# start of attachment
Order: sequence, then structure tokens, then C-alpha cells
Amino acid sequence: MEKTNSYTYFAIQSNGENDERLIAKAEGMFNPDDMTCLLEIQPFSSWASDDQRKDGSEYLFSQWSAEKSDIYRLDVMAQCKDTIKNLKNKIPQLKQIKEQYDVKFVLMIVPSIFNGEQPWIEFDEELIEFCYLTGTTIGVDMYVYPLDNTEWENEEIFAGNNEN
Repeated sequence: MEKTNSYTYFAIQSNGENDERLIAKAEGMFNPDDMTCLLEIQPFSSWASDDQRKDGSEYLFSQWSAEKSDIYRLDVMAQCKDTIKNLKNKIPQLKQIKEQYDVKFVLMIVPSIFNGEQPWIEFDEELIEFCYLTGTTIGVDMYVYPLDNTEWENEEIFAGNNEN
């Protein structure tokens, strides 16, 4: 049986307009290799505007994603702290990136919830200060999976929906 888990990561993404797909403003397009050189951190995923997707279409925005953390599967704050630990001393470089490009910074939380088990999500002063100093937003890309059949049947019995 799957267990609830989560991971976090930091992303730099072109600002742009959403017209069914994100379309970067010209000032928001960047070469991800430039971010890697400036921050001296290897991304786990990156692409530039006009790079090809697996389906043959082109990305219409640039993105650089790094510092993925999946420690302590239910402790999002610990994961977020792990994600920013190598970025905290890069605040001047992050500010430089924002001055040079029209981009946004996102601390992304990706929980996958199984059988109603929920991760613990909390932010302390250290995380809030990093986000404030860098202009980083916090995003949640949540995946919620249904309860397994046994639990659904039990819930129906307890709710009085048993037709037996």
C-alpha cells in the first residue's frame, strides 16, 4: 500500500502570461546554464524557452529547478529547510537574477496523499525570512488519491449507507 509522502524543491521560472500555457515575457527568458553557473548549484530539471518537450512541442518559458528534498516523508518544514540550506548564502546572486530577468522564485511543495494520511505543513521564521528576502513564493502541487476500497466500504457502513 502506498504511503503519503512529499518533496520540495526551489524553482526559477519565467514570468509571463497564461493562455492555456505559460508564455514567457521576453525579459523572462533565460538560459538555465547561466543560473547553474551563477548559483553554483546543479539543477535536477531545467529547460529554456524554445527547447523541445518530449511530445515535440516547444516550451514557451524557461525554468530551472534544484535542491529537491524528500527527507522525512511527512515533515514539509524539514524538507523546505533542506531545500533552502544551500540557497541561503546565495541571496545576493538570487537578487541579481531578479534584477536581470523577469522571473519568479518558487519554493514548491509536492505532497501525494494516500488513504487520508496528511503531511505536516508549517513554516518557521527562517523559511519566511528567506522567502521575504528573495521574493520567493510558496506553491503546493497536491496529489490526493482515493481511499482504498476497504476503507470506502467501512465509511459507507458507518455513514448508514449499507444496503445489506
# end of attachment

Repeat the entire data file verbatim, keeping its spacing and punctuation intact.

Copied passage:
Order: sequence, then structure tokens, then C-alpha cells
Amino acid sequence: MEKTNSYTYFAIQSNGENDERLIAKAEGMFNPDDMTCLLEIQPFSSWASDDQRKDGSEYLFSQWSAEKSDIYRLDVMAQCKDTIKNLKNKIPQLKQIKEQYDVKFVLMIVPSIFNGEQPWIEFDEELIEFCYLTGTTIGVDMYVYPLDNTEWENEEIFAGNNEN
Repeated sequence: MEKTNSYTYFAIQSNGENDERLIAKAEGMFNPDDMTCLLEIQPFSSWASDDQRKDGSEYLFSQWSAEKSDIYRLDVMAQCKDTIKNLKNKIPQLKQIKEQYDVKFVLMIVPSIFNGEQPWIEFDEELIEFCYLTGTTIGVDMYVYPLDNTEWENEEIFAGNNEN
């Protein structure tokens, strides 16, 4: 049986307009290799505007994603702290990136919830200060999976929906 888990990561993404797909403003397009050189951190995923997707279409925005953390599967704050630990001393470089490009910074939380088990999500002063100093937003890309059949049947019995 799957267990609830989560991971976090930091992303730099072109600002742009959403017209069914994100379309970067010209000032928001960047070469991800430039971010890697400036921050001296290897991304786990990156692409530039006009790079090809697996389906043959082109990305219409640039993105650089790094510092993925999946420690302590239910402790999002610990994961977020792990994600920013190598970025905290890069605040001047992050500010430089924002001055040079029209981009946004996102601390992304990706929980996958199984059988109603929920991760613990909390932010302390250290995380809030990093986000404030860098202009980083916090995003949640949540995946919620249904309860397994046994639990659904039990819930129906307890709710009085048993037709037996």
C-alpha cells in the first residue's frame, strides 16, 4: 500500500502570461546554464524557452529547478529547510537574477496523499525570512488519491449507507 509522502524543491521560472500555457515575457527568458553557473548549484530539471518537450512541442518559458528534498516523508518544514540550506548564502546572486530577468522564485511543495494520511505543513521564521528576502513564493502541487476500497466500504457502513 502506498504511503503519503512529499518533496520540495526551489524553482526559477519565467514570468509571463497564461493562455492555456505559460508564455514567457521576453525579459523572462533565460538560459538555465547561466543560473547553474551563477548559483553554483546543479539543477535536477531545467529547460529554456524554445527547447523541445518530449511530445515535440516547444516550451514557451524557461525554468530551472534544484535542491529537491524528500527527507522525512511527512515533515514539509524539514524538507523546505533542506531545500533552502544551500540557497541561503546565495541571496545576493538570487537578487541579481531578479534584477536581470523577469522571473519568479518558487519554493514548491509536492505532497501525494494516500488513504487520508496528511503531511505536516508549517513554516518557521527562517523559511519566511528567506522567502521575504528573495521574493520567493510558496506553491503546493497536491496529489490526493482515493481511499482504498476497504476503507470506502467501512465509511459507507458507518455513514448508514449499507444496503445489506